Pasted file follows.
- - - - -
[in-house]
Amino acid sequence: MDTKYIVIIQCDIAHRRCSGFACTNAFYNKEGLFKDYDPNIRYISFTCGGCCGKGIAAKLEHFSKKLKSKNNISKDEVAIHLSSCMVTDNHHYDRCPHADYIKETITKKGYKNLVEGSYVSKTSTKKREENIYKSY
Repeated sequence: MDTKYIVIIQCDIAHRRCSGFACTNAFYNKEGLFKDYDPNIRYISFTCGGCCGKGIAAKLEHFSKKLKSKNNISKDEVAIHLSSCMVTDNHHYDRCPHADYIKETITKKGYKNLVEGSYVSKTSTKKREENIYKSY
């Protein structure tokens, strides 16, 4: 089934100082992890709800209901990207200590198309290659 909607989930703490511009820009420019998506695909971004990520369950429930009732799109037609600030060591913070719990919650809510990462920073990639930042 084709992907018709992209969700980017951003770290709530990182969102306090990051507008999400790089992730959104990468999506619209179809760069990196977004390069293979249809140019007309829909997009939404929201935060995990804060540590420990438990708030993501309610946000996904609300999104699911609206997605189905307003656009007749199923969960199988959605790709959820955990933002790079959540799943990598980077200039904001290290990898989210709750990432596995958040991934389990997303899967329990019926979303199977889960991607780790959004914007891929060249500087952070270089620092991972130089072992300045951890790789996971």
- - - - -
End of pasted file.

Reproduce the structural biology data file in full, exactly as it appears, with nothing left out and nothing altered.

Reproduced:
[in-house]
Amino acid sequence: MDTKYIVIIQCDIAHRRCSGFACTNAFYNKEGLFKDYDPNIRYISFTCGGCCGKGIAAKLEHFSKKLKSKNNISKDEVAIHLSSCMVTDNHHYDRCPHADYIKETITKKGYKNLVEGSYVSKTSTKKREENIYKSY
Repeated sequence: MDTKYIVIIQCDIAHRRCSGFACTNAFYNKEGLFKDYDPNIRYISFTCGGCCGKGIAAKLEHFSKKLKSKNNISKDEVAIHLSSCMVTDNHHYDRCPHADYIKETITKKGYKNLVEGSYVSKTSTKKREENIYKSY
């Protein structure tokens, strides 16, 4: 089934100082992890709800209901990207200590198309290659 909607989930703490511009820009420019998506695909971004990520369950429930009732799109037609600030060591913070719990919650809510990462920073990639930042 084709992907018709992209969700980017951003770290709530990182969102306090990051507008999400790089992730959104990468999506619209179809760069990196977004390069293979249809140019007309829909997009939404929201935060995990804060540590420990438990708030993501309610946000996904609300999104699911609206997605189905307003656009007749199923969960199988959605790709959820955990933002790079959540799943990598980077200039904001290290990898989210709750990432596995958040991934389990997303899967329990019926979303199977889960991607780790959004914007891929060249500087952070270089620092991972130089072992300045951890790789996971």